By Zoran Milosavljevic
BELGRADE (Reuters) - No one would want to be in Natasa Kovacevic's shoes and very few would even be prepared to contemplate what the promising basketball player has accomplished in the last two years.
Despite needing to have her left leg amputated below the knee after a fatal road accident in September 2013, the 21-year-old from Belgrade made a full comeback in a Serbian league game on Wednesday.
Family, friends and fans packed into a cramped facility on the city's outskirts as Kovacevic made her "second debut", amassing five points, three steals and as many rebounds in Red Star's 78-47 win over Student Nis.
"It is fantastic to be back on the court and I am overjoyed to have returned to the game I love and cherish," a beaming Kovacevic told reporters.
"At times, I feel like the two-year absence never happened. I came out to enjoy myself and I have to thank my team for making it possible.
"This means the world to me and I hope it will show other people they can achieve anything in life if they set their minds to it."
One of Serbia's brightest youth prospects, Kovacevic's hopes of Olympic stardom came to a juddering halt when she needed to be rescued from the mangled wreckage of her team bus three months after joining Hungarian side UNI Gyor from Red Star.
Having learned that coach Akos Fuzy and general manager Peter Tapodi perished in the crash, Kovacevic's first reaction in hospital after losing her leg was that she was fortunate to still be alive.
In February 2014, FIBA Europe, the continent's basketball governing body, declared her a youth ambassador and a month later, she established a foundation aimed at assisting young athletes.
Those developments came in the midst of her painful recovery process, when Kovacevic was coming to terms with the extent of her situation and before the idea of playing basketball again had even crossed her mind.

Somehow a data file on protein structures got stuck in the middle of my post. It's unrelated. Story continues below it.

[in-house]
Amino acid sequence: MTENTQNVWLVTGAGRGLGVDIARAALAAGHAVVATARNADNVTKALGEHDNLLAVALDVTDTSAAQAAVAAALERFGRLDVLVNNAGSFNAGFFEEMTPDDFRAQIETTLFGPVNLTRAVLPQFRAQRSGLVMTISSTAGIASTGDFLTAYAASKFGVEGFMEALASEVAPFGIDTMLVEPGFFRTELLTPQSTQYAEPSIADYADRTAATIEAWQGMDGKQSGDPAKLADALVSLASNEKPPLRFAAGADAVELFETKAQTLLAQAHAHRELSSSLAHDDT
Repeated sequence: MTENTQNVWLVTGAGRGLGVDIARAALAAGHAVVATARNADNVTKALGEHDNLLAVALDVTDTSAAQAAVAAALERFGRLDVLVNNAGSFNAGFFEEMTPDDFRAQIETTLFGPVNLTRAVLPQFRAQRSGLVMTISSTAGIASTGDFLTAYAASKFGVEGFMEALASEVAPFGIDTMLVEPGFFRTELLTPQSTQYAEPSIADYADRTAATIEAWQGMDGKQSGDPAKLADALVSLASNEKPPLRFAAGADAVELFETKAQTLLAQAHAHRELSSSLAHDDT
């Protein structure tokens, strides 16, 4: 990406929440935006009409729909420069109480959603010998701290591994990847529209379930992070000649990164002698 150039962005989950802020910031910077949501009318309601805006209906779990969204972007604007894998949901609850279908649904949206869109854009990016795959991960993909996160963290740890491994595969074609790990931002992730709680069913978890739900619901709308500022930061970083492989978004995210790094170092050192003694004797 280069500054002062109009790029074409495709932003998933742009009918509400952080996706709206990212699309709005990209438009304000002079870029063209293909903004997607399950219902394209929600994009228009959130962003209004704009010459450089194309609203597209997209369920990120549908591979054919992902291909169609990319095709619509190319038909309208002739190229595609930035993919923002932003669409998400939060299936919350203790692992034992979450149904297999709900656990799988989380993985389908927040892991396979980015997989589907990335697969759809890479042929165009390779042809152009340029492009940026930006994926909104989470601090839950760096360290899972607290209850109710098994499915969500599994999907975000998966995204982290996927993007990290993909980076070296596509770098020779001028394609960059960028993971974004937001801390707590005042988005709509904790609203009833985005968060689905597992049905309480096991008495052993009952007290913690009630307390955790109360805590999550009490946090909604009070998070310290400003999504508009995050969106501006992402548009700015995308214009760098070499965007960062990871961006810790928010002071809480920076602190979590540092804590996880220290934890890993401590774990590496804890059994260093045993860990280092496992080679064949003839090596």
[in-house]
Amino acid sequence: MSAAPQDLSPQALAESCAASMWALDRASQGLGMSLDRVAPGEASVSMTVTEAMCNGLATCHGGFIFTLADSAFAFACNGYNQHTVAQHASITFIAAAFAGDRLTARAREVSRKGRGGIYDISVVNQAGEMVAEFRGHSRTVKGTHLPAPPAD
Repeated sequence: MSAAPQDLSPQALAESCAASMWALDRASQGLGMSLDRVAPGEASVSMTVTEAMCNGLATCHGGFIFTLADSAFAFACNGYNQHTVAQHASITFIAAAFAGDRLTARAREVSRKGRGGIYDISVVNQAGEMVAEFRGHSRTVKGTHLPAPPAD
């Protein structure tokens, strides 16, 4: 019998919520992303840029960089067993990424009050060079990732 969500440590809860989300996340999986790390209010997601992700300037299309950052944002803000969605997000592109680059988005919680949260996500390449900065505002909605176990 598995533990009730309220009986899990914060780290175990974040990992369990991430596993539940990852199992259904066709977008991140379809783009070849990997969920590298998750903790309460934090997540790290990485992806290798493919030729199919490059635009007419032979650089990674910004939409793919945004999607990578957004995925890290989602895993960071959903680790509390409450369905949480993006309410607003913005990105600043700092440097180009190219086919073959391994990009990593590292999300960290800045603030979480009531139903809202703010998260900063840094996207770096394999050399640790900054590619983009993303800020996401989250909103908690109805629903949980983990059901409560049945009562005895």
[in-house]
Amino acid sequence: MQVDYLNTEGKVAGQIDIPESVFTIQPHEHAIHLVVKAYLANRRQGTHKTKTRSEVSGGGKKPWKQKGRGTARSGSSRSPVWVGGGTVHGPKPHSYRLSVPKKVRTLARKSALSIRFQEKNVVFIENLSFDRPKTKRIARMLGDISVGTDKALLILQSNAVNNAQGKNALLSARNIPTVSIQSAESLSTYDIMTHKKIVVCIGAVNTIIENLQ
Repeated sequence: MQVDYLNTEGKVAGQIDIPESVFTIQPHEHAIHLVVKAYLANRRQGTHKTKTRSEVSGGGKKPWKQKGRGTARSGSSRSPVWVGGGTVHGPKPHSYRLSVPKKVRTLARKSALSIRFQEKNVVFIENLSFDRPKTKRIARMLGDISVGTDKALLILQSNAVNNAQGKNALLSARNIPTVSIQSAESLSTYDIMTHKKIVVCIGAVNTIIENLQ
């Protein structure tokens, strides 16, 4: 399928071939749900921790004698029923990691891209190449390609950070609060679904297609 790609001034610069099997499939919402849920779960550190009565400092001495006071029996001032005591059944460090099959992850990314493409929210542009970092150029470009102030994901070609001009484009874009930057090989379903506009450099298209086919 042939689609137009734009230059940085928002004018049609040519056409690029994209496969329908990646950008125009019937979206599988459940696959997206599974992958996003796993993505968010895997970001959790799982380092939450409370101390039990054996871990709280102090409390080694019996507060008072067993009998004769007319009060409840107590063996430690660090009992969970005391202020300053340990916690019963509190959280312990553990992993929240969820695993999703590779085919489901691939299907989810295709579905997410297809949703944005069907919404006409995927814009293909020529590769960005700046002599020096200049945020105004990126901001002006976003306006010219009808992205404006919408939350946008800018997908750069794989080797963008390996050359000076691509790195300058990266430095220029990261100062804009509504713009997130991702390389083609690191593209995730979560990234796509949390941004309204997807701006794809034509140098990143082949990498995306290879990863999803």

"Ever since the accident, I decided to take it slow and steady during my rehabilitation but I never imagined I would get this far," she said after receiving a match ball signed by her opponents in the comeback game.
The red carpet function, which included gifts of bouquets from her team mates, soon made way for a physical contest in which she was marked as tightly as anyone.
"Of course, they didn't cut me any slack. I knew that the moment I stepped out there and scored my first points, they would be on to me.
"That's the way it should be."
A rousing reception from the crowd was just reward for Kovacevic after she battled through countless sessions of hard work just to be able to perform on an even keel with her peers.
Wearing a pad covered by a long black stocking to protect the prosthesis, her condition was barely noticeable as she entered the game midway through the first quarter.
With fans cheering her every move, Kovacevic grew in confidence and received a standing ovation when she put her first points on the board.
"It was a great feeling to see the ball go through the hoop for my first basket of the game.
"I think there's lots of room for improvement because I still lack a bit of match fitness but I'll get there."
With children rushing onto the court to mob her after the buzzer and dozens of media jostling with each other to get photos and interviews, Kovacevic appeared to finally be taken aback by the attention for a first time.
"It's still kind of stunning that so many people look up to me because I am just trying to take it one day at a time and live my life normally," she said.
"It is a big honor.
"I would like to thank all the people who supported me through the two years of my recovery, most of all my family and friends who were always there for me."
(Editing by John O'Brien)